- Jan 15, 2008
Man, I'm glad you're still alive...
Years ago I was at a light, on my 47 ES2, in the outside lane. Turned green and as I got to the other side the driver of a car on my left decided it wanted to pull into the Circle K and pulled right in front of me. Good thing I was just getting my speed up and we didn't collide. Did need to stop and get the seat out of my backside, I was a serious pucker factor.PAY ATTENTION ALL THE TIME !
Went for a ride on a Sunday with two buddies. One rode his metric cruiser and the other rode my ST 1300 . Absolutely beautiful day in the low 80’s - no humidity and not a cloud in the sky . I rode my 1950 Norton single which has a manual ignition advance on the left handlebar. Let in the clutch in first gear and then advance the ignition with your left thumb while rolling on the throttle. Leave it advanced while changing up or down until you get to bottom gear then retard just before coming to a stop. You are very busy operating machines of this nature but I have been riding this one for fifteen years now . We were riding two lane paved country back roads on a route I have traveled hundreds of times and I am intimately familiar with it.
I was in the front and came to an intersection with a stop sign - stopped , looked both ways and when no traffic was seen I proceeded across and reached for the advance with my thumb and it wasn’t there . I glanced down while I was in the intersection ( turns out I hadn’t retarded it before stopping - the rpm should have told me ) and when I looked up I saw the truck that I was about to cross in front of.
Instinct took over with stabbing in countersteer and stomping the inside peg . Turned right in the lane and then around the back of the truck which had never slowed .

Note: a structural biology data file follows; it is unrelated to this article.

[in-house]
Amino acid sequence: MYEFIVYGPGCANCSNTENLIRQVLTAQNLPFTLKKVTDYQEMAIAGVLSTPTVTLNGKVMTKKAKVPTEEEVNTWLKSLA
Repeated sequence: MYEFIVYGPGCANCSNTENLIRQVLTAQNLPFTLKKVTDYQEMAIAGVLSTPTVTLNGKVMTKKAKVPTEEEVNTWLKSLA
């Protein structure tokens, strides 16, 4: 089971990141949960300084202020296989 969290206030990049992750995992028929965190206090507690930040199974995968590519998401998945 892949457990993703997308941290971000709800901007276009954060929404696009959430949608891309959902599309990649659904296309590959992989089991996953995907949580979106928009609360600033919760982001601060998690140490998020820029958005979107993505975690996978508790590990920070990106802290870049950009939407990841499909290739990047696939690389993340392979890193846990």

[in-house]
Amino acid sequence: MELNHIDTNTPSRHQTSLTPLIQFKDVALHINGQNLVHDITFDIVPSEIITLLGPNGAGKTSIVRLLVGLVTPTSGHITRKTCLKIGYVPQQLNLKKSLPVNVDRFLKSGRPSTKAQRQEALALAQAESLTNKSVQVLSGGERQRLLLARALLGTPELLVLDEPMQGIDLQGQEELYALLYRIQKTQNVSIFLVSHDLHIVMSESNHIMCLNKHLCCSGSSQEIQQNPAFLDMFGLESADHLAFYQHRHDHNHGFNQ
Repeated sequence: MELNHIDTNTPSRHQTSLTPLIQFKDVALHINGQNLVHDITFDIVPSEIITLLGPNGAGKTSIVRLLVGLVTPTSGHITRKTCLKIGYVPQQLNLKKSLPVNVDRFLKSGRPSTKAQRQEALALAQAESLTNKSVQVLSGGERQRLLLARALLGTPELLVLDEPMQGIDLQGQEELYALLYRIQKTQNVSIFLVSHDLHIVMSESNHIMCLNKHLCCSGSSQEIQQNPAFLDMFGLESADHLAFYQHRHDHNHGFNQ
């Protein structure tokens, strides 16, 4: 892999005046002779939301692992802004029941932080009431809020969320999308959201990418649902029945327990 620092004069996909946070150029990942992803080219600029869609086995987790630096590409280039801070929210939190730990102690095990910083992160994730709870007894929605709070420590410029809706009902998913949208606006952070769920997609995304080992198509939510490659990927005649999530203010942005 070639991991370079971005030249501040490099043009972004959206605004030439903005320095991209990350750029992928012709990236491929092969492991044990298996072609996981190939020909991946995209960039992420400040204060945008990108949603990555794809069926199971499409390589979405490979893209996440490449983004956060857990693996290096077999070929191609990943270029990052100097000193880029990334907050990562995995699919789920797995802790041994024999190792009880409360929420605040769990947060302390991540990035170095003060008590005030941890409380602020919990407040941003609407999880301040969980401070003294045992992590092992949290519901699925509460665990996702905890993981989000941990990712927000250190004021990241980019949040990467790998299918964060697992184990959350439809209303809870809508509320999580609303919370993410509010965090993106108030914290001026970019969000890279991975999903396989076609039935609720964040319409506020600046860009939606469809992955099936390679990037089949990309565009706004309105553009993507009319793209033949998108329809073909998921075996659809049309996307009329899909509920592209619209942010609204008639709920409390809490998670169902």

My buddies whom had front row seats to this incredible stupidity on my part said it looked like an act in a motorcycle thrill show.
This was entirely my own fault and I am still beating myself up over it - as well I should . I allowed a simple distraction to take my eyes off the road for split second while in an intersection of all places. Thankfully no harm done to anyone or anything but my pride and my ego . I have been riding for over 50 years and this is as close as I have come to what would likely have been a fatality - yours truly being the likely victim. If by any wild stretch the driver of the red truck reads this I apologize for the likely stress I and I alone caused - my bad .
So maybe some good will come of this - I hope I have re- learned something and perhaps it will impress upon some who read it how vulnerable we are on motorcycles and how important it is to be vigilant. If something seems amiss wait for the appropriate time to assess the problem. Don’t allow complacency to creep in . Ride safely please - EVERYONE.